As you enter the new ticket and reception area of the gallery, with its light oak desk, it feels clean and spacious, in keeping with the new galleries, one with generous rooflights, the second with a large window. Most pleasing is the new brick flooring which copies the brick walkway outside, integrating indoors and out. It’s all very understated, all quietly harmonious, though, and one almost hesitates to say it, the frontage still feels a little too gallery-generic.
As for the exhibition which opens the space after its two-year closure, ‘Actions: The Image of the World Can Be Different’ is a group show of 38 artists, mainly contemporary, though a few modernists from the collection have snuck in, including Naum Gabo, Barbara Hepworth, Ben Nicholson and Gaudier-Brzeska.
The house incidentally is bursting with Gaudier-Brzeskas – how the Tate must regret not buying them when it had the chance. There’s a whole attic room of the French artist’s drawings, sketches and prints executed in an impressive variety of styles and idioms, and upstairs and downstairs there are his figurative sculptures. These also range in a dizzying array of styles (he fitted a lot into his 23 years) from a Jacob Epstein-like expressive naturalism, to his brute, cubist modernism.
The theme of the exhibition is political and vaguely utopian, as you might guess from the title. The words are taken from a quote in a letter written by Gabo to critic Herbert Read, which talked of the possibilities of art in making quiet changes and shifts in thinking.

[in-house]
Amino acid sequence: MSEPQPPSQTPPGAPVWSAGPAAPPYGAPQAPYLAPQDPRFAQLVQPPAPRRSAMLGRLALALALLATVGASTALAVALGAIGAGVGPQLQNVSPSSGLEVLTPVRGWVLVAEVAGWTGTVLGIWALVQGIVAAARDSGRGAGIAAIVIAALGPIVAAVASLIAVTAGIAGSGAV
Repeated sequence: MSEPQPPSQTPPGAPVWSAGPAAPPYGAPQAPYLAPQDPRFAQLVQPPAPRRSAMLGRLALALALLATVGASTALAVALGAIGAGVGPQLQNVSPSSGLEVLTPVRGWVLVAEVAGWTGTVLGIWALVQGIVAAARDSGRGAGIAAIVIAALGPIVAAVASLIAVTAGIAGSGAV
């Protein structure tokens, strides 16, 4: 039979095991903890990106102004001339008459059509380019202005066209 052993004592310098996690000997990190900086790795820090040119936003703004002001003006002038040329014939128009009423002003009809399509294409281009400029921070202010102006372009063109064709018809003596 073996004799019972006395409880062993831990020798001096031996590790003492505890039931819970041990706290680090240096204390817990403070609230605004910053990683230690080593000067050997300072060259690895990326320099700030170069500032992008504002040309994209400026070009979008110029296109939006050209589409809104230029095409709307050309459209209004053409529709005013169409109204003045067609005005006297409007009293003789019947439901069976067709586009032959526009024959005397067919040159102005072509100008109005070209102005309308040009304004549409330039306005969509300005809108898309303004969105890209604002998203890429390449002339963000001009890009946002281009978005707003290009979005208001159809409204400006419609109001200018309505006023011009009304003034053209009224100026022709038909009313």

From a huge Oscar Murillo painting whose political content isn’t directly obvious to Jeremy Deller’s recent film following young Palestinians as they explore abandoned Palestinian villages in Israeli territory, to a re-enacted protest-performance by Mary Kelly, originally staged in 1971 by five women outside the Miss World contest in London, the work is incredibly disparate and the exhibition, despite some intriguing work, incohesive.
There are powerful photographic works by Khadija Saye, the young artist who impressed Kettle’s Yard director Andrew Nairne with her work at the Diaspora Pavilion at last year’s Venice Biennale, and who was invited to show at the gallery just a day before her death in the Grenfell fire. And then there’s a slightly irritating series of stilted images by photographer Melanie Manchot that feature Cambridge-based British-Bangladeshi women, dressed in their ‘vibrant, traditional’ clothes and decorously arranged in groups in various lavish settings of the university. It’s all a bit patronising and tiredly clichéd as explorations of diversity go.
The best work by far is Rana Begum’s off-site and site-specific No.764 Baskets in the vestibule of St Peter’s Church, adjacent to the gallery. An intricate wave-like canopy seemingly made of lace, but actually constructed from 1,000 small bamboo baskets stitched together, it filters the light in the most captivating way. But overall, any temporary exhibition will have to try a lot harder to compete with the magical interior of the Edes’ house and their impressive permanent collection.